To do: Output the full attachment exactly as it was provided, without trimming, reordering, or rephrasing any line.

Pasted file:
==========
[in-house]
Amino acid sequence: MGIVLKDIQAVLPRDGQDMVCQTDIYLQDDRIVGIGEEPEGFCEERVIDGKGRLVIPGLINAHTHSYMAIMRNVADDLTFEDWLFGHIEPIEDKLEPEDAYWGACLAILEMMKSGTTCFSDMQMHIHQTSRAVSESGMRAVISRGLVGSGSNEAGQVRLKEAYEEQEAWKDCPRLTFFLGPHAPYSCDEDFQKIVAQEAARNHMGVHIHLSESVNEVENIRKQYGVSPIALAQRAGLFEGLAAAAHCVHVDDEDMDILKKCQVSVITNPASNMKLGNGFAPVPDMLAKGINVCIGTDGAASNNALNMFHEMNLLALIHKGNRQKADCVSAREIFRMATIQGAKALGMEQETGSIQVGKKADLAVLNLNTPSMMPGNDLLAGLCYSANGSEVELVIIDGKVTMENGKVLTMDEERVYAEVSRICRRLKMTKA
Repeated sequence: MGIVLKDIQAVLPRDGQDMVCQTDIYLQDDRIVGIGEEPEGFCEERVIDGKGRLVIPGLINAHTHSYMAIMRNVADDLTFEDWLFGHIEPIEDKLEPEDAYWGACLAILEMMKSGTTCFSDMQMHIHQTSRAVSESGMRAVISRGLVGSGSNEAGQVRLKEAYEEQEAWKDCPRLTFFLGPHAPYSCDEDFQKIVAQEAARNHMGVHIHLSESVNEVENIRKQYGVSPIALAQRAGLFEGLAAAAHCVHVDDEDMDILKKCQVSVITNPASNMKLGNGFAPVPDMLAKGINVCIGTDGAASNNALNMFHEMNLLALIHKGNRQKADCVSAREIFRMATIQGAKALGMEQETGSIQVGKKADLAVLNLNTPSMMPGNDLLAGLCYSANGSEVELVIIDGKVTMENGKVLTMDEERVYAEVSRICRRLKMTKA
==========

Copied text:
[in-house]
Amino acid sequence: MGIVLKDIQAVLPRDGQDMVCQTDIYLQDDRIVGIGEEPEGFCEERVIDGKGRLVIPGLINAHTHSYMAIMRNVADDLTFEDWLFGHIEPIEDKLEPEDAYWGACLAILEMMKSGTTCFSDMQMHIHQTSRAVSESGMRAVISRGLVGSGSNEAGQVRLKEAYEEQEAWKDCPRLTFFLGPHAPYSCDEDFQKIVAQEAARNHMGVHIHLSESVNEVENIRKQYGVSPIALAQRAGLFEGLAAAAHCVHVDDEDMDILKKCQVSVITNPASNMKLGNGFAPVPDMLAKGINVCIGTDGAASNNALNMFHEMNLLALIHKGNRQKADCVSAREIFRMATIQGAKALGMEQETGSIQVGKKADLAVLNLNTPSMMPGNDLLAGLCYSANGSEVELVIIDGKVTMENGKVLTMDEERVYAEVSRICRRLKMTKA
Repeated sequence: MGIVLKDIQAVLPRDGQDMVCQTDIYLQDDRIVGIGEEPEGFCEERVIDGKGRLVIPGLINAHTHSYMAIMRNVADDLTFEDWLFGHIEPIEDKLEPEDAYWGACLAILEMMKSGTTCFSDMQMHIHQTSRAVSESGMRAVISRGLVGSGSNEAGQVRLKEAYEEQEAWKDCPRLTFFLGPHAPYSCDEDFQKIVAQEAARNHMGVHIHLSESVNEVENIRKQYGVSPIALAQRAGLFEGLAAAAHCVHVDDEDMDILKKCQVSVITNPASNMKLGNGFAPVPDMLAKGINVCIGTDGAASNNALNMFHEMNLLALIHKGNRQKADCVSAREIFRMATIQGAKALGMEQETGSIQVGKKADLAVLNLNTPSMMPGNDLLAGLCYSANGSEVELVIIDGKVTMENGKVLTMDEERVYAEVSRICRRLKMTKA